Rice is the main Southeast Asian staple, with noodles of all sorts an important second option.
Fruit is available everywhere in all shapes and sizes. Mangoes are a firm favorite among travellers. The giant spiky durian, perhaps the only unifying factor between South-East Asia's countries, is infamous for its pungent smell and has been likened to eating garlic ice cream next to an open sewer.
Street vendors or hawkers. Be careful of some, but most offer wonderful food at a very inexpensive cost.
Rice-based alcoholic drinks — Thai whisky, lao, tuak, arak and so on — are ubiquitous and potent, if rarely tasty. As a rule of thumb, local booze is cheap, but most countries levy very high taxes on imported stuff.
Beers are a must try in Southeast Asia - check out San Miguel (Philippines), Tiger Beer (Singapore) and Beer Lao (Laos).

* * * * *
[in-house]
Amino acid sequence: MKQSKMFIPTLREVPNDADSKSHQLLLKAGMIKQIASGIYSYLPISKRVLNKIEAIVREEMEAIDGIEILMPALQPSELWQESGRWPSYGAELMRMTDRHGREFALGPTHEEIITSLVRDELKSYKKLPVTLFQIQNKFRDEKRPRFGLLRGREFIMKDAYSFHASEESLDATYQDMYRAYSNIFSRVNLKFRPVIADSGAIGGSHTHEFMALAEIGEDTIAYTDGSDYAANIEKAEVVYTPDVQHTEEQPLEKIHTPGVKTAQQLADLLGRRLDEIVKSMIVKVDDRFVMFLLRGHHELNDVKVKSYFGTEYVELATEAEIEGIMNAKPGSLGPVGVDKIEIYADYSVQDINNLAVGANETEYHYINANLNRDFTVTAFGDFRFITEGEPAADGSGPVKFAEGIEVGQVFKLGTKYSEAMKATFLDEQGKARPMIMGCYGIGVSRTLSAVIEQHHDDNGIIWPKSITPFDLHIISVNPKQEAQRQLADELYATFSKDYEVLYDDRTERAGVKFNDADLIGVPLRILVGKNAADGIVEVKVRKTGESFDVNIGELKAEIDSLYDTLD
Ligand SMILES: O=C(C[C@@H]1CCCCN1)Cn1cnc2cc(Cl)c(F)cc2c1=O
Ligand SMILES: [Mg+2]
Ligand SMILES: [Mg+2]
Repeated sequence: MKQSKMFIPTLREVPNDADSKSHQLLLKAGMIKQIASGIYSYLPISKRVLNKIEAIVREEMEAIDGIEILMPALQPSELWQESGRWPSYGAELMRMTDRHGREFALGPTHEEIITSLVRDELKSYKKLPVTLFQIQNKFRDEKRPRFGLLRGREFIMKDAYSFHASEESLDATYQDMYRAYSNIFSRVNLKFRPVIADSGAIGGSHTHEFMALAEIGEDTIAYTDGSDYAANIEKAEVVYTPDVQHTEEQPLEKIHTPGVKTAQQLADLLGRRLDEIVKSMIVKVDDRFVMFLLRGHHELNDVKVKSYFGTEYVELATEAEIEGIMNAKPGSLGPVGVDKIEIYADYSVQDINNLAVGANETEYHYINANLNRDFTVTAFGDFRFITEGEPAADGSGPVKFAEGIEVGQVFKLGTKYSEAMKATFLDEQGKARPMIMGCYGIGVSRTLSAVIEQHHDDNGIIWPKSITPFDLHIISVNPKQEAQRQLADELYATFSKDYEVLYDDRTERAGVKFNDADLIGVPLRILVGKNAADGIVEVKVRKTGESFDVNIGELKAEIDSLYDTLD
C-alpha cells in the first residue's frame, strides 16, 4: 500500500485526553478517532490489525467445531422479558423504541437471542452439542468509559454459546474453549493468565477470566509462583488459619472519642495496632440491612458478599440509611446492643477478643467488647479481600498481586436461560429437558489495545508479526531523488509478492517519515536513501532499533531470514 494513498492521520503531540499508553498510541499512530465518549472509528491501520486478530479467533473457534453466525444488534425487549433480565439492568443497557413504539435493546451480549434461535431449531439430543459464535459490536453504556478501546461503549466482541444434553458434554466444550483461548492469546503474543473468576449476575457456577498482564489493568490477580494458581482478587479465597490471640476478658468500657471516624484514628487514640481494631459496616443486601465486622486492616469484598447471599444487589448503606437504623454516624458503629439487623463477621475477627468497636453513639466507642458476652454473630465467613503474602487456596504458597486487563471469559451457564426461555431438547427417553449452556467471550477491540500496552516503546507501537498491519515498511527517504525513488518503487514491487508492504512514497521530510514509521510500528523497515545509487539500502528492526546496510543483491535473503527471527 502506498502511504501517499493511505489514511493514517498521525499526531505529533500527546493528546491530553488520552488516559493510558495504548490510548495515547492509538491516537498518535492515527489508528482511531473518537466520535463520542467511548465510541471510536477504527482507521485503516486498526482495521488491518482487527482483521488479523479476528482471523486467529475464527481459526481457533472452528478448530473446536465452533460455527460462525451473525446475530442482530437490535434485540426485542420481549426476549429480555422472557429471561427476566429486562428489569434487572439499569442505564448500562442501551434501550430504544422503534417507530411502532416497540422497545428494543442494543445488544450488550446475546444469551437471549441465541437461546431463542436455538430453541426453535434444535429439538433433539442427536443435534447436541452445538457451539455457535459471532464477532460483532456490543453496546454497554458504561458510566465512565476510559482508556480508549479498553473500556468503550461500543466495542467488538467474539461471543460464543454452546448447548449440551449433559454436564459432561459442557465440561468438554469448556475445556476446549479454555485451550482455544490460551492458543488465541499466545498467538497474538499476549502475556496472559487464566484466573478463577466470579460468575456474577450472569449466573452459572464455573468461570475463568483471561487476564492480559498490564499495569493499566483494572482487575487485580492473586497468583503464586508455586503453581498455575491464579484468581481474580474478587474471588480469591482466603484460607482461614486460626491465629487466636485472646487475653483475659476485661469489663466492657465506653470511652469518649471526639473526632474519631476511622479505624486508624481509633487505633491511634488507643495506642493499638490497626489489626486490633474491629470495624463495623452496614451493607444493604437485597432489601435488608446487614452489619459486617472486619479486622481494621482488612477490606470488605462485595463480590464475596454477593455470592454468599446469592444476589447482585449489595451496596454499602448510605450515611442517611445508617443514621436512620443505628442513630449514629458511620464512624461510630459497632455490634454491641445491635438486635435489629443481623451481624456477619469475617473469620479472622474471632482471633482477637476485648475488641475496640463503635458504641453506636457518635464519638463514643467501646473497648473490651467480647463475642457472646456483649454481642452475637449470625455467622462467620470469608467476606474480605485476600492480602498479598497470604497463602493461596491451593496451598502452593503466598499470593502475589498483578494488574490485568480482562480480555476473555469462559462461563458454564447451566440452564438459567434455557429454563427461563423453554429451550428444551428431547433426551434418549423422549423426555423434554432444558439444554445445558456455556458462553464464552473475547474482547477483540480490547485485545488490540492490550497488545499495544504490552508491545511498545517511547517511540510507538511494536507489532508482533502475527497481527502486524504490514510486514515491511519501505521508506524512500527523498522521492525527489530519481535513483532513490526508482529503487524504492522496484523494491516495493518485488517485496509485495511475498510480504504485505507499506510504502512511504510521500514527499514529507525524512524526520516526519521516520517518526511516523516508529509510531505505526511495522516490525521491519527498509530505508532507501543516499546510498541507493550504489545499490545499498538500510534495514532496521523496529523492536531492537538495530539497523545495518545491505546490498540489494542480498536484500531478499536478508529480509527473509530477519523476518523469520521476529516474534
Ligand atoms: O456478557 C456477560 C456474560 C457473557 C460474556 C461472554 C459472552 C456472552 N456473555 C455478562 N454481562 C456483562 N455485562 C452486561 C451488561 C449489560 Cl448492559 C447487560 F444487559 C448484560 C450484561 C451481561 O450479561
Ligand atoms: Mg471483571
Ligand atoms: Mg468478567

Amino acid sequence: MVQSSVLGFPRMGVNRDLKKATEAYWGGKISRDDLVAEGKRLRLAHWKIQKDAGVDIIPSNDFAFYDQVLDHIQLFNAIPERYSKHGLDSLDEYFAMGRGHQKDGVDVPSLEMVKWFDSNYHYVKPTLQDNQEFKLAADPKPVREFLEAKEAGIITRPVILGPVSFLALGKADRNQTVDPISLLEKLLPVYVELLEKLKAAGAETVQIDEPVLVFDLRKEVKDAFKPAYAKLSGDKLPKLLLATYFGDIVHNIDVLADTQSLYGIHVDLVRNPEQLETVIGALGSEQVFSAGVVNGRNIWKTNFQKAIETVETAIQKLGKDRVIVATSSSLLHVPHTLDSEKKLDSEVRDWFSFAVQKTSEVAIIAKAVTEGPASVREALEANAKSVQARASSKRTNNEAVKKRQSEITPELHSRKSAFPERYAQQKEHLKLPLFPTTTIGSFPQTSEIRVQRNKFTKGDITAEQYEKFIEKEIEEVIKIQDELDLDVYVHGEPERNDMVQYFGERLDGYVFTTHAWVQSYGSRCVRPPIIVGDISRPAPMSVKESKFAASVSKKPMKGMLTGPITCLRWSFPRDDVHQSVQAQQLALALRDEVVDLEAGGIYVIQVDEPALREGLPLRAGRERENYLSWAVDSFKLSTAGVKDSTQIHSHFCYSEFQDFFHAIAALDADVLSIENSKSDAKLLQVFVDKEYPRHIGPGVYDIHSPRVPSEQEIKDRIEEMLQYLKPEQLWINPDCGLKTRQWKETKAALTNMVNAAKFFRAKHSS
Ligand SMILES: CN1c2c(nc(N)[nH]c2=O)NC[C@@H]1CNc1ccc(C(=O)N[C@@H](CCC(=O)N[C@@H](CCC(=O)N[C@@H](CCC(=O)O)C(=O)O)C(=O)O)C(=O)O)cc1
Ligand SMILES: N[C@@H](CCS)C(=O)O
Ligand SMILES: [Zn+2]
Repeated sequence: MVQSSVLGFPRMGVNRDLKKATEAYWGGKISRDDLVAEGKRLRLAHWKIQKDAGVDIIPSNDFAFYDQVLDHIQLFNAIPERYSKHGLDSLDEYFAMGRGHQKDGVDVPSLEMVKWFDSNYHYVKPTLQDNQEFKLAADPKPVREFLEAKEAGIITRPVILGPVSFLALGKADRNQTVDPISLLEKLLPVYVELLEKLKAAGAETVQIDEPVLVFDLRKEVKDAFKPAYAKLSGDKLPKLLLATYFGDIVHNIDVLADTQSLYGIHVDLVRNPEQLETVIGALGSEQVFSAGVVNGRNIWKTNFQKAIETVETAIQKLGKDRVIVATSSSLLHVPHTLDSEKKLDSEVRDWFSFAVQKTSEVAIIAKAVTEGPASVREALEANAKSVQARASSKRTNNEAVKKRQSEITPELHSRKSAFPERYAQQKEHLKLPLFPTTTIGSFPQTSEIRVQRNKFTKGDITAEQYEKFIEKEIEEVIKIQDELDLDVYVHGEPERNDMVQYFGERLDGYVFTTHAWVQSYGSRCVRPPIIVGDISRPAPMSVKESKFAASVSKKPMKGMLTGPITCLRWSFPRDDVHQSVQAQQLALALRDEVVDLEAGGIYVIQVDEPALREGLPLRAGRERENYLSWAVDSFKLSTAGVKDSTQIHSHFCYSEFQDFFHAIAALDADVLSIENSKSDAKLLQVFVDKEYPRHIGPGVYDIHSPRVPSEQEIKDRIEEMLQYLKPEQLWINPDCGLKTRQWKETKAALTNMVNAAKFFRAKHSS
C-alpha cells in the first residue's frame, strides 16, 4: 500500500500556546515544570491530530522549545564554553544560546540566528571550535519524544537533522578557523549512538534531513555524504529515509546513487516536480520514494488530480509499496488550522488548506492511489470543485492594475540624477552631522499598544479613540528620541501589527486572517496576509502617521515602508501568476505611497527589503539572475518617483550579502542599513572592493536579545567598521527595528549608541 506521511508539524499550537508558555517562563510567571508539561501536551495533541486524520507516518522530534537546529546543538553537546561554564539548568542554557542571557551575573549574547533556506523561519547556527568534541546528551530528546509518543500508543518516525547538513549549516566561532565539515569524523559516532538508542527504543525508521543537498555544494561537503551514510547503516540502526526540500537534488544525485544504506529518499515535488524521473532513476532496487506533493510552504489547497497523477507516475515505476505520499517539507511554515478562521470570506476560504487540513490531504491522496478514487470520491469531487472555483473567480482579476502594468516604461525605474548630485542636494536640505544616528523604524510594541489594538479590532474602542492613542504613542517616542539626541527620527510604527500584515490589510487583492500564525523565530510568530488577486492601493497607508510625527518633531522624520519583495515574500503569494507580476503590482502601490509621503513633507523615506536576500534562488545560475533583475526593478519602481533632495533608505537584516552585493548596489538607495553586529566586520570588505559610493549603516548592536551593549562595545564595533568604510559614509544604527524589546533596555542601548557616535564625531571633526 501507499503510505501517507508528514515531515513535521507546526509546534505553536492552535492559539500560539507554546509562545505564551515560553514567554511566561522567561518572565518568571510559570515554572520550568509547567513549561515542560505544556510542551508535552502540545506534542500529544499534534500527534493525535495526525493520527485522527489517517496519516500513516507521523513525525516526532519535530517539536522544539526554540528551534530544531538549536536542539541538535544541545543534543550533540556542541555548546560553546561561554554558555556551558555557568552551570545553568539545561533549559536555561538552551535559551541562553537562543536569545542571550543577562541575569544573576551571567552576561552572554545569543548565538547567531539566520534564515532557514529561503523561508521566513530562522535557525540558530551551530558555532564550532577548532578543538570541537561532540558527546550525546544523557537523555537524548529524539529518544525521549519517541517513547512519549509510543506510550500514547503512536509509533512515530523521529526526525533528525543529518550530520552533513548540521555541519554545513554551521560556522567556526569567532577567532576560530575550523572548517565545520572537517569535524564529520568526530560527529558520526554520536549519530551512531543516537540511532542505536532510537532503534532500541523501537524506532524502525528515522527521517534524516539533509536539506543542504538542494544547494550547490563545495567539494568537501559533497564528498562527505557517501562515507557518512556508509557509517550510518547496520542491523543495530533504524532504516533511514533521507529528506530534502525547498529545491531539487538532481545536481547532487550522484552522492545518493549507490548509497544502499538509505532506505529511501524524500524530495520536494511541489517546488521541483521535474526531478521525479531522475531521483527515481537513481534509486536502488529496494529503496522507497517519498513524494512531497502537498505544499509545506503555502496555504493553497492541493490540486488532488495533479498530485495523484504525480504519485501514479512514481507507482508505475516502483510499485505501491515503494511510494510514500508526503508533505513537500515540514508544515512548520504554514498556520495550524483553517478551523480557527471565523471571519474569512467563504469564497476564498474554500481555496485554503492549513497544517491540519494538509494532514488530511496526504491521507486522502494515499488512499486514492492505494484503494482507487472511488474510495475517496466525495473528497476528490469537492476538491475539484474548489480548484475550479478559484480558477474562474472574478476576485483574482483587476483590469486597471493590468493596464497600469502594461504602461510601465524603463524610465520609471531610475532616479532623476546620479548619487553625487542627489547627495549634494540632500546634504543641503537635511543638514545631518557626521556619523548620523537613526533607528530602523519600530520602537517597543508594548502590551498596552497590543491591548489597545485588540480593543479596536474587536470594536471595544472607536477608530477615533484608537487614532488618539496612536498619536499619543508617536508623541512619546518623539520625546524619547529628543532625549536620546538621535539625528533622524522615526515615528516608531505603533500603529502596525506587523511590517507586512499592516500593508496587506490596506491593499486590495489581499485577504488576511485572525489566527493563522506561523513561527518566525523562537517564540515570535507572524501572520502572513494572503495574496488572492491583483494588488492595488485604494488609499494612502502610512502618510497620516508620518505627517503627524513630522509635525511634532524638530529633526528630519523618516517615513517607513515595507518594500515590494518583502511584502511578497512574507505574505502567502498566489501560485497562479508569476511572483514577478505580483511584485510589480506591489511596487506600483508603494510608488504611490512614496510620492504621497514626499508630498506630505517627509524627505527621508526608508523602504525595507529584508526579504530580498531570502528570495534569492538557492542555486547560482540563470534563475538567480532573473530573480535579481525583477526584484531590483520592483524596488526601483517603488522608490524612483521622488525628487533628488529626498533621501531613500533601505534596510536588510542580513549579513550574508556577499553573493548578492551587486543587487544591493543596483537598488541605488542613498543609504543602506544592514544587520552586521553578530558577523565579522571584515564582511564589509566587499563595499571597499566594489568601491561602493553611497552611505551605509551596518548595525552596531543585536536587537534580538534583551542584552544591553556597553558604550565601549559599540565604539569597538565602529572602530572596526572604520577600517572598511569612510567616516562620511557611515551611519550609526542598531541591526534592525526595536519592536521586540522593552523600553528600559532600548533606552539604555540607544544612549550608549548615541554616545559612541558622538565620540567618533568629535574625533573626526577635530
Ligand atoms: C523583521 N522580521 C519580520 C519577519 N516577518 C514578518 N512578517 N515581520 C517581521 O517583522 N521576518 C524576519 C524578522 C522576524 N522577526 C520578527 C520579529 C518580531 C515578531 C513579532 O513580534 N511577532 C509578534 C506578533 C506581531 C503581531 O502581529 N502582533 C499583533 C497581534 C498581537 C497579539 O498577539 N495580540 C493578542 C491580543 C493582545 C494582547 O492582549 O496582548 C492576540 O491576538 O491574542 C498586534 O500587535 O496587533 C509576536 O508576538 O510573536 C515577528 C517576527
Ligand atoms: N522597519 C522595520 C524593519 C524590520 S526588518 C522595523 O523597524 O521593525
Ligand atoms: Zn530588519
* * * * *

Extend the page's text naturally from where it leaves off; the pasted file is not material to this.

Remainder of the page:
Virtually all of the traveller trail in Southeast Asia is perfectly safe, but there are low-level insurgencies in the remote areas of Indonesia and Myanmar, and East Timor continues to be politically unstable.
Terrorists in Indonesia have bombed several hotels and nightclubs frequented by foreigners in Bali and Jakarta, but the authorities have cracked down and there have been no attacks since 2005. Thailand's southernmost states have also been the scene of violence in recent years, and while tourists have not been specifically targeted, there have been several attacks on trains and three foreigners were killed bombings in Hat Yai in 2006.
Violent crime is a rarity in Southeast Asia, but opportunistic theft is more common. Watch out for pickpockets in crowded areas and keep a close eye on your bags when traveling, particularly on overnight buses and trains.
This page was last edited at 23:16, on 28 March 2009 by Marc Heiden. Based on work by nema and Jani Patokallio, Wikitravel user(s) Auroranight, Episteme, Cacahuate and Suling, Anonymous user(s) of Wikitravel and others.